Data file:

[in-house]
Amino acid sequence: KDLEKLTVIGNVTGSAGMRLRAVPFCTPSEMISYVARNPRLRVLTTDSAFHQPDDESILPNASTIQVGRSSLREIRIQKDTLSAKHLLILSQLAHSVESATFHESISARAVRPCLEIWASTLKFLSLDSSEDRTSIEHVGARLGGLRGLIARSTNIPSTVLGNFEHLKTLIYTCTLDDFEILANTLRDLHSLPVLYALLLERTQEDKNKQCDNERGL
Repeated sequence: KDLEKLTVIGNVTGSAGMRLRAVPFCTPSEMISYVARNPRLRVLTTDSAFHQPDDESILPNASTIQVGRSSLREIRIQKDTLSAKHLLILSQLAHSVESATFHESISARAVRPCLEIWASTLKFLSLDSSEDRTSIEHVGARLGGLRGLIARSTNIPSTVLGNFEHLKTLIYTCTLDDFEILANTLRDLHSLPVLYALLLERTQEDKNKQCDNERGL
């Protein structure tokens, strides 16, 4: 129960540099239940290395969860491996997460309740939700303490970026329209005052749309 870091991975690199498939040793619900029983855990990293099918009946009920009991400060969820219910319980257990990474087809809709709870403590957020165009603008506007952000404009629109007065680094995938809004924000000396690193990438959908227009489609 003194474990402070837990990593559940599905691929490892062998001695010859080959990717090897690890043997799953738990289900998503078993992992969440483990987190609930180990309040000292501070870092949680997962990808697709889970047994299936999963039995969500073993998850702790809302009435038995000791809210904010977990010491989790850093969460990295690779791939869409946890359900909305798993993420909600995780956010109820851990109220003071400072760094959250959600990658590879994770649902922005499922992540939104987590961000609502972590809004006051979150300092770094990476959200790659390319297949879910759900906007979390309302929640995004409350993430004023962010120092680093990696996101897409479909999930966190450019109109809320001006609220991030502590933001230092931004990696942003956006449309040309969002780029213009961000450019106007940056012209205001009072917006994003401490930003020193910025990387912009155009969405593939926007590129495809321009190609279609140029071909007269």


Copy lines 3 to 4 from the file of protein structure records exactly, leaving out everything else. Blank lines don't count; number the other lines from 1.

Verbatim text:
Repeated sequence: KDLEKLTVIGNVTGSAGMRLRAVPFCTPSEMISYVARNPRLRVLTTDSAFHQPDDESILPNASTIQVGRSSLREIRIQKDTLSAKHLLILSQLAHSVESATFHESISARAVRPCLEIWASTLKFLSLDSSEDRTSIEHVGARLGGLRGLIARSTNIPSTVLGNFEHLKTLIYTCTLDDFEILANTLRDLHSLPVLYALLLERTQEDKNKQCDNERGL
């Protein structure tokens, strides 16, 4: 129960540099239940290395969860491996997460309740939700303490970026329209005052749309 870091991975690199498939040793619900029983855990990293099918009946009920009991400060969820219910319980257990990474087809809709709870403590957020165009603008506007952000404009629109007065680094995938809004924000000396690193990438959908227009489609 003194474990402070837990990593559940599905691929490892062998001695010859080959990717090897690890043997799953738990289900998503078993992992969440483990987190609930180990309040000292501070870092949680997962990808697709889970047994299936999963039995969500073993998850702790809302009435038995000791809210904010977990010491989790850093969460990295690779791939869409946890359900909305798993993420909600995780956010109820851990109220003071400072760094959250959600990658590879994770649902922005499922992540939104987590961000609502972590809004006051979150300092770094990476959200790659390319297949879910759900906007979390309302929640995004409350993430004023962010120092680093990696996101897409479909999930966190450019109109809320001006609220991030502590933001230092931004990696942003956006449309040309969002780029213009961000450019106007940056012209205001009072917006994003401490930003020193910025990387912009155009969405593939926007590129495809321009190609279609140029071909007269």